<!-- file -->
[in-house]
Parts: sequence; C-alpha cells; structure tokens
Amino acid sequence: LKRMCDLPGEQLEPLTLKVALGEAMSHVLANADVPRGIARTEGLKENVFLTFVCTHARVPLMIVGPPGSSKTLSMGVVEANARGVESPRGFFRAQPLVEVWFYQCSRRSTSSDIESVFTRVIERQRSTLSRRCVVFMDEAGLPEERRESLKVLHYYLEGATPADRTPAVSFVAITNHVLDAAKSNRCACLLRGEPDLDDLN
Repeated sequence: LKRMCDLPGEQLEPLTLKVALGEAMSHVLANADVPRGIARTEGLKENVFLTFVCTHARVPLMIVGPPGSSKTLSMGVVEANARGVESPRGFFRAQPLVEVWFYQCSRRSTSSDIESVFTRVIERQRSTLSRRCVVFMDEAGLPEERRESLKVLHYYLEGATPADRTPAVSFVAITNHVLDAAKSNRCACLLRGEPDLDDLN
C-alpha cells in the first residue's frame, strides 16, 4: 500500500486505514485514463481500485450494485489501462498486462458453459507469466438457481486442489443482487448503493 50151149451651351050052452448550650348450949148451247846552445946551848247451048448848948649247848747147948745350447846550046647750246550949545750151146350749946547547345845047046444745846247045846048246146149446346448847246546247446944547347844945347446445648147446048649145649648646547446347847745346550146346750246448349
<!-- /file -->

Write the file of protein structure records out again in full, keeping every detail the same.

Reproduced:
[in-house]
Parts: sequence; C-alpha cells; structure tokens
Amino acid sequence: LKRMCDLPGEQLEPLTLKVALGEAMSHVLANADVPRGIARTEGLKENVFLTFVCTHARVPLMIVGPPGSSKTLSMGVVEANARGVESPRGFFRAQPLVEVWFYQCSRRSTSSDIESVFTRVIERQRSTLSRRCVVFMDEAGLPEERRESLKVLHYYLEGATPADRTPAVSFVAITNHVLDAAKSNRCACLLRGEPDLDDLN
Repeated sequence: LKRMCDLPGEQLEPLTLKVALGEAMSHVLANADVPRGIARTEGLKENVFLTFVCTHARVPLMIVGPPGSSKTLSMGVVEANARGVESPRGFFRAQPLVEVWFYQCSRRSTSSDIESVFTRVIERQRSTLSRRCVVFMDEAGLPEERRESLKVLHYYLEGATPADRTPAVSFVAITNHVLDAAKSNRCACLLRGEPDLDDLN
C-alpha cells in the first residue's frame, strides 16, 4: 500500500486505514485514463481500485450494485489501462498486462458453459507469466438457481486442489443482487448503493 50151149451651351050052452448550650348450949148451247846552445946551848247451048448848948649247848747147948745350447846550046647750246550949545750151146350749946547547345845047046444745846247045846048246146149446346448847246546247446944547347844945347446445648147446048649145649648646547446347847745346550146346750246448349